Given the significance they place on the contest, it’s not surprising that Azerbaijan, which debuted at Junior Eurovision this year, went big. Rather than allowing its contestants to write their own song, the oil-rich nation outsourced the task to British songwriters and producers behind acts like the Sugababes and Britney Spears. They also hired Maksim Nedolechko, one of Russia’s most famous pop choreographers, and paid a Russian production company that specializes in children’s programming to sort out their costumes and staging. In the official program, the biography of Azerbaijan’s lead singer said her “greatest wish is to be able to represent Azerbaijan worthily.”
Adults may have been using them as pawns in their geopolitical posturing, but the kids remained blissfully unaware of it all. During the dress rehearsals, the Armenian and Azerbaijani contestants clapped for one another—even though their coaches did not. And as an Azeri hype girl jumped up and down on a DJ platform spinning a faux turntable, she seemed to believe in her sweet, if naïve, message of togetherness: “Come and join us/ Let’s sit on the Moon and smile/ Together enjoying the stars.”
Organizers want to preserve that innocence—and they may need to in order to keep Junior Eurovision going. In 2005 French TV officials called Junior Eurovision “vulgar” and withdrew after one year of participation. In subsequent years a steady stream of nations—including Denmark, Norway, and the U.K.—have followed suit. They frequently voice concern the contest puts too much pressure on the children and encourages them to grow up too quickly. Jaws dropped this year when the 11-year old Albanian contestant turned up to her dress rehearsal in a see-through lace dress—approved by her coaches—that failed to cover her legs, chest, or shoulders. Event supervisors deemed the frock “too mature,” and quickly found the contestant a Dutch stylist, who redesigned her provocative top.
Competing countries also shoulder the responsibility of protecting their kids from pushy parents who make American pageant moms look tame. In the Netherlands, which airs a 13-episode national selection, officials interview the families of contestants to make sure the kids have appropriate support before starting their journey. “There are parents who want their children to be a star, and they hope for the record deals,” says Nicole Dirksen, an editor at AVRO, the Dutch public broadcaster. “We sometimes have to have serious talks with them and tell them to back off.”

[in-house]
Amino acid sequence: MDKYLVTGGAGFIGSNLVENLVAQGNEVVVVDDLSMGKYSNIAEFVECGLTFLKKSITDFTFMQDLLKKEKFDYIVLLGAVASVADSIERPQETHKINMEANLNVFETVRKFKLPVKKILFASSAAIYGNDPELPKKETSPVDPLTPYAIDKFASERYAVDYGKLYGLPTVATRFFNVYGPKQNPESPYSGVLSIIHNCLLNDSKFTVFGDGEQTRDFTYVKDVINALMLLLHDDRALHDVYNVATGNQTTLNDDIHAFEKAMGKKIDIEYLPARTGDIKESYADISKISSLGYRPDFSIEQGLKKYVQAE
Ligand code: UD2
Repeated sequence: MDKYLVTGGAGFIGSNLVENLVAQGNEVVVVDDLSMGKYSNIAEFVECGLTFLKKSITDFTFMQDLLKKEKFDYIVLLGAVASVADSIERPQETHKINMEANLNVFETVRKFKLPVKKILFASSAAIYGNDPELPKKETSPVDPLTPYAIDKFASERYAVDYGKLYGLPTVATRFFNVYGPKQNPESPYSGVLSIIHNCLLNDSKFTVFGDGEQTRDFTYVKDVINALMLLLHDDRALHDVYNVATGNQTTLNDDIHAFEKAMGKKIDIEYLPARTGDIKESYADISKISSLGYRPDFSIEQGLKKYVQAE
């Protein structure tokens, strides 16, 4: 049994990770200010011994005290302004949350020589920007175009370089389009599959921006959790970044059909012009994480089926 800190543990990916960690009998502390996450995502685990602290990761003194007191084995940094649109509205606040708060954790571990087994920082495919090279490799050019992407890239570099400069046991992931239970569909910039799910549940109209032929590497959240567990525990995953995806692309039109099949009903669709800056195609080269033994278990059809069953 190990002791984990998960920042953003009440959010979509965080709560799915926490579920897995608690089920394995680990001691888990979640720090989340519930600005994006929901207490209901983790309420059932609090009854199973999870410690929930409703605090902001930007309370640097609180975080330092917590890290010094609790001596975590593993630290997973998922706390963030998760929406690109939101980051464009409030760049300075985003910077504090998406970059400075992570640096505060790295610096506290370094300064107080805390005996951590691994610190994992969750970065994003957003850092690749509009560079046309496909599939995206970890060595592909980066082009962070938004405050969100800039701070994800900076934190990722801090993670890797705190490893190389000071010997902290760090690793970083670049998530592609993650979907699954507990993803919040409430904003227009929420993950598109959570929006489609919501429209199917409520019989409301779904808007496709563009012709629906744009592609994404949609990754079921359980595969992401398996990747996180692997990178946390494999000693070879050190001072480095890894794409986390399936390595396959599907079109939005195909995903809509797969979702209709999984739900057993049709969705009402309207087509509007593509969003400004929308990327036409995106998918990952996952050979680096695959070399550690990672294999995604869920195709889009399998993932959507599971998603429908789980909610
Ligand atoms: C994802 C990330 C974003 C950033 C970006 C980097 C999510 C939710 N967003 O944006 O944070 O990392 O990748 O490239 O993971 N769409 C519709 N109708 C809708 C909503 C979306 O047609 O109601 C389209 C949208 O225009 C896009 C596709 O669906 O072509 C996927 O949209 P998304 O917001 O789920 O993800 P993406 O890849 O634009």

To a large extent, though, the kids who make it to Junior Eurovision are steering their own train. Speaking with me outside of the Heineken Music Hall ahead of the contest, Anastasiya Petryk, a 10-year old winner from the Ukraine, insisted on stopping the interview briefly so she could retrieve bubble gum from a member of her entourage. Throughout the week, she marched around the rehearsals and parties with utter confidence and self-belief, proudly showing off her massive D-Squared belt, and a velour tracksuit with rhinestones. Her adult chaperone trailed behind with her coat.
In the end, her talent justified the diva-like behavior. Petryk, who hails from the village of Nerubayskoye, near Odessa, dropped guttural growls Christina Aguilera-style and seemingly channeled an exorcist through her swaying dance moves and facial expressions. She won the contest by the largest margin in its history. “This song is an appeal to the audience to do only good things and to act only in a good manner,” she explained through a translator at the winner’s press conference afterwards. “I hope that the whole country will feel proud for me.”
She’s far too young to understand just how proud they are. The following morning Ukraine’s president Viktor Yanukovych phoned with his congratulations, and issued an official statement praising “her bright performance” that “has contributed to the rise of Ukrainian international authority.”
Israel finished eighth out of the 12 finalists. Azerbaijan came next-to-last—or, as Baku probably sees it, eight places below Armenia.